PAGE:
Even non-hikers can get a kick out of Timberlands. Best known for making men's, women's, and kids' footwear, Timberland manufactures hiking boots, boat shoes, sandals, and dress and outdoor casual footwear. It also makes apparel (outerwear, shirts, pants, socks) and accessories, such as sunglasses, watches, and belts. Brands include SmartWool, howies, IPATH, and Timberland. The firm sells its products through about 230 company-owned stores and through department and athletic shops in Asia, Canada, Europe, Latin America, the Middle East, and the US. In 2011 uber apparel maker V.F. Corporation purchased the company for about $2 billion.
Behemoth V.F., which banks on such popular brands as North Face, Vans, Wrangler, and Nautica for revenue, acquired Timberland for $2 billion (or $43 a share) in 2011. Enticed by Timberland's presence overseas and the company's strategic growth during the past decade, V.F. plans to use the purchase to boost its profitable outdoor and action sports business segment to represent more than half of its total revenue by late 2011 and comprise up to 60% of its business by fiscal 2015. As part of the transaction, V.F. will retain Timberland's New Hampshire headquarters.
Footwear, Timberland's top product segment, accounted for some 72% of 2010 sales. The company's acquisitions of IPATH (2007) and howies (2006), along with a boost in sales of casual and outdoor performance footwear in recent years, have collectively helped to raise the segment's revenue and offset sales declines of boots and kids' footwear during the economic downturn.
About 45% of the company's sales come from North America; however, Timberland has been pushing into global markets, such as Europe and Asia, to diversify its revenue streams. Growth in its European distribution operation and gains in Scandinavia were key to balancing stalled sales across Europe. In Asia, Timberland saw its distribution business gain a foothold, showing some traction in China. The company has continued to expand its brand into China and India and opened its first company-owned retail store in China in 2010.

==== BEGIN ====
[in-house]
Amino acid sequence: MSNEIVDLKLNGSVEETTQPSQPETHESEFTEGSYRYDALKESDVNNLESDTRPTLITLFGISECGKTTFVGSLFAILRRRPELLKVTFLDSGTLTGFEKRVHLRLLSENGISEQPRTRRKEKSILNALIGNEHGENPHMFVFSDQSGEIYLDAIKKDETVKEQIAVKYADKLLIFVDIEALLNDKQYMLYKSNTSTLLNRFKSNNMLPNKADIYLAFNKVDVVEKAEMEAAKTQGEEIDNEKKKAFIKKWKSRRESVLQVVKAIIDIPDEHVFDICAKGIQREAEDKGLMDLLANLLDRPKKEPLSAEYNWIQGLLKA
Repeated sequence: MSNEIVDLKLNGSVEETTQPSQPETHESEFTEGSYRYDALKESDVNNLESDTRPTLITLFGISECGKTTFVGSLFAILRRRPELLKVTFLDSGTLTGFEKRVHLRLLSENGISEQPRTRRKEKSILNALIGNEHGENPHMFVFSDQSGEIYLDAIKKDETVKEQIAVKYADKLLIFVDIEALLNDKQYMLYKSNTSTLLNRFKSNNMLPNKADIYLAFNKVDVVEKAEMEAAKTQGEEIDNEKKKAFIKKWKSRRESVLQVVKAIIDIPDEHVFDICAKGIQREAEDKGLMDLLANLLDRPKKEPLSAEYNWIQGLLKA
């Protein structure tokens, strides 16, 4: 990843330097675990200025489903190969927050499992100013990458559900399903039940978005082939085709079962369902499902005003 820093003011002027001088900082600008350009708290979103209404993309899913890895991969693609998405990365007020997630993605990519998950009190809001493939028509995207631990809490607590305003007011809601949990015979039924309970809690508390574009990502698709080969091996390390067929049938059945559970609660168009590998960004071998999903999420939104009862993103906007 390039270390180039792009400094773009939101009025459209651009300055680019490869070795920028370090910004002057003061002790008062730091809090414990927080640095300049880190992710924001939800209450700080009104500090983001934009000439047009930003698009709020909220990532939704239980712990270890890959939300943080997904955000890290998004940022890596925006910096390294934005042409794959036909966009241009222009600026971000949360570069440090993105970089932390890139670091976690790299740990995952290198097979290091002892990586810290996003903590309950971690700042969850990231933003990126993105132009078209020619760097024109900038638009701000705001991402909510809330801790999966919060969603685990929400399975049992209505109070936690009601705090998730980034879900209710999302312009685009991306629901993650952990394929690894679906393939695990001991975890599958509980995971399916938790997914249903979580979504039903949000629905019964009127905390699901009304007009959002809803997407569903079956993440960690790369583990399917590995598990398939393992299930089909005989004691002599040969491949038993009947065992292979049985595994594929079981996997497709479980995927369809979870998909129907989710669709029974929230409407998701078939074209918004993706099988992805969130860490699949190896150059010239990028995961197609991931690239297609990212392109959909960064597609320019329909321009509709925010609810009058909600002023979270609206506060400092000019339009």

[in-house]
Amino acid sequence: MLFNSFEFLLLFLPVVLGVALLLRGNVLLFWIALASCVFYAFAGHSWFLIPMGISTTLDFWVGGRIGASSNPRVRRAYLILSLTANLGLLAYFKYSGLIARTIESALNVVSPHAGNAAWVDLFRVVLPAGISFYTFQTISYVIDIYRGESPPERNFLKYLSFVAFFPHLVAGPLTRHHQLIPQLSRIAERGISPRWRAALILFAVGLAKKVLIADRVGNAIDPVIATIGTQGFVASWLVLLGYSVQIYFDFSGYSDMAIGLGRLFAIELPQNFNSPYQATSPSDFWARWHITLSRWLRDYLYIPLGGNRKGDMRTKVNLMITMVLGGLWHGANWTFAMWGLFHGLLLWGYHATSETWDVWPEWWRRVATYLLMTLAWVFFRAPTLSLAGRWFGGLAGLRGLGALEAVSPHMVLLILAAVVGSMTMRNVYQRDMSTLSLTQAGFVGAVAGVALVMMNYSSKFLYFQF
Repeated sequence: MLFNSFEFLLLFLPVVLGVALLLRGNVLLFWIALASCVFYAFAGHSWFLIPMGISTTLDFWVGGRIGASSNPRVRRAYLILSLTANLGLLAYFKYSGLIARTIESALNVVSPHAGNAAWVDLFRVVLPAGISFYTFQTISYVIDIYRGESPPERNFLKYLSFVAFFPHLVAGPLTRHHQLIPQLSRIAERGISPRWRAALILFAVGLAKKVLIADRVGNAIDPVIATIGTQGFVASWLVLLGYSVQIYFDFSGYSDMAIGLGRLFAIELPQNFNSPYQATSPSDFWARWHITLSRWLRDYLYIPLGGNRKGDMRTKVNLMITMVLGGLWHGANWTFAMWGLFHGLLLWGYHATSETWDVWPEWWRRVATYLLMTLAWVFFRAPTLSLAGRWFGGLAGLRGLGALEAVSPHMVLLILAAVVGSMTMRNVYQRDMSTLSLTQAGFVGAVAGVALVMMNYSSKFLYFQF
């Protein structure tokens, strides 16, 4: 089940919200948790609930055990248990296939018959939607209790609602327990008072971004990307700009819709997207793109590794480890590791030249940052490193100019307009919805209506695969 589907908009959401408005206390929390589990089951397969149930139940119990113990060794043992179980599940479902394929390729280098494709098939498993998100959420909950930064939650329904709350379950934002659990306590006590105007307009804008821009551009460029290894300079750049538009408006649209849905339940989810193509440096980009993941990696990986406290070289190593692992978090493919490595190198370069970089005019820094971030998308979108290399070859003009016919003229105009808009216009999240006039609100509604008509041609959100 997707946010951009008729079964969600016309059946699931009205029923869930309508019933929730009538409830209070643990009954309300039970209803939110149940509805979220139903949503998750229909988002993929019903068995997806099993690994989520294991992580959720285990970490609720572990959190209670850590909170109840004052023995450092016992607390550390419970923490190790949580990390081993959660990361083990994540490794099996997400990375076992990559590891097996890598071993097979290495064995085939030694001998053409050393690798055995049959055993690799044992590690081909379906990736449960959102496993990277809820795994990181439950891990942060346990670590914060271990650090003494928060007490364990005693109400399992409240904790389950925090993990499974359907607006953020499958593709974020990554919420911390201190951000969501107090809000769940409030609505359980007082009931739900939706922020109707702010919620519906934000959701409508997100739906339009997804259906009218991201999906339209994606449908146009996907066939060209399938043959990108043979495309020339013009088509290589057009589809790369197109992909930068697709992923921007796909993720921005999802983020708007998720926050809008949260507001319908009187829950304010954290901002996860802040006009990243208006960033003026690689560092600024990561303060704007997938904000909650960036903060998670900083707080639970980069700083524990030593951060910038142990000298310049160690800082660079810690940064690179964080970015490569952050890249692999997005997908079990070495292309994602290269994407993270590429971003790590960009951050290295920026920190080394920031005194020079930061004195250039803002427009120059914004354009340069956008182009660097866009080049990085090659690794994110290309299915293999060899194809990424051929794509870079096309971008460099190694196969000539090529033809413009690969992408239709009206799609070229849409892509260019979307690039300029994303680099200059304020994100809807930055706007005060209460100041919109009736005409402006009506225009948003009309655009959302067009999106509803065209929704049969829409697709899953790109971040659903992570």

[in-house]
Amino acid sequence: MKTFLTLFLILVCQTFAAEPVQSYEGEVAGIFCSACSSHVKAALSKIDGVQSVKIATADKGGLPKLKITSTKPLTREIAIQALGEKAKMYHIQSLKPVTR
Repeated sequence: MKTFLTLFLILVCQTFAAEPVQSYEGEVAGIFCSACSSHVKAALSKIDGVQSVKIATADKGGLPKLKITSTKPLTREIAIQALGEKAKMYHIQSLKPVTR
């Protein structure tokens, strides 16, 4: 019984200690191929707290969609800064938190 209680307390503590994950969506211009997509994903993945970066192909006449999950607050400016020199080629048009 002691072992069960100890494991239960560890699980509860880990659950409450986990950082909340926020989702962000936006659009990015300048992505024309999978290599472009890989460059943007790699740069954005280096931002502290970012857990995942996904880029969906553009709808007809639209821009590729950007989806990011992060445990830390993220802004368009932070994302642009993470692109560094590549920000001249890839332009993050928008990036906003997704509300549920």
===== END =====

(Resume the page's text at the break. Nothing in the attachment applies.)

Overall, a debt-free balance sheet has helped to keep Timberland's head above water during the global economic downturn. During 2010, Timberland saw sales rise among its men's footwear in Europe, North America, and Asia. Revenue for women's and kids' footwear rose, as well, in Europe while the company's Timberland PRO products picked up steam in North America. Timberland apparel has been big in Asia while SmartWool sales of apparel and accessories in North America rose. Licensing revenue, which represents 2% of its business, has risen in recent years due, in part, to the company's licensed Timberland PRO apparel and licensed kids' apparel.
Not only was Timberland's purchase of SmartWool a strategic acquisition for a footwear manufacturer, but buying the sock maker allowed Timberland to expand into international outlets. Timberland bought the Colorado-based maker of wool socks, apparel, and accessories from RAF Industries and the Stripes Group for about $82 million. SmartWool items are sold in outdoor specialty stores in the US and through independent distributors in Canada, Europe, and Asia.
Timberland has been slowing shifting its retail format to smaller, more footwear-focused stores. To this end, it has pared down its retail locations by shuttering about 40 of its larger specialty stores in the US, Europe, and Asia and closing several underperforming US factory outlet stores.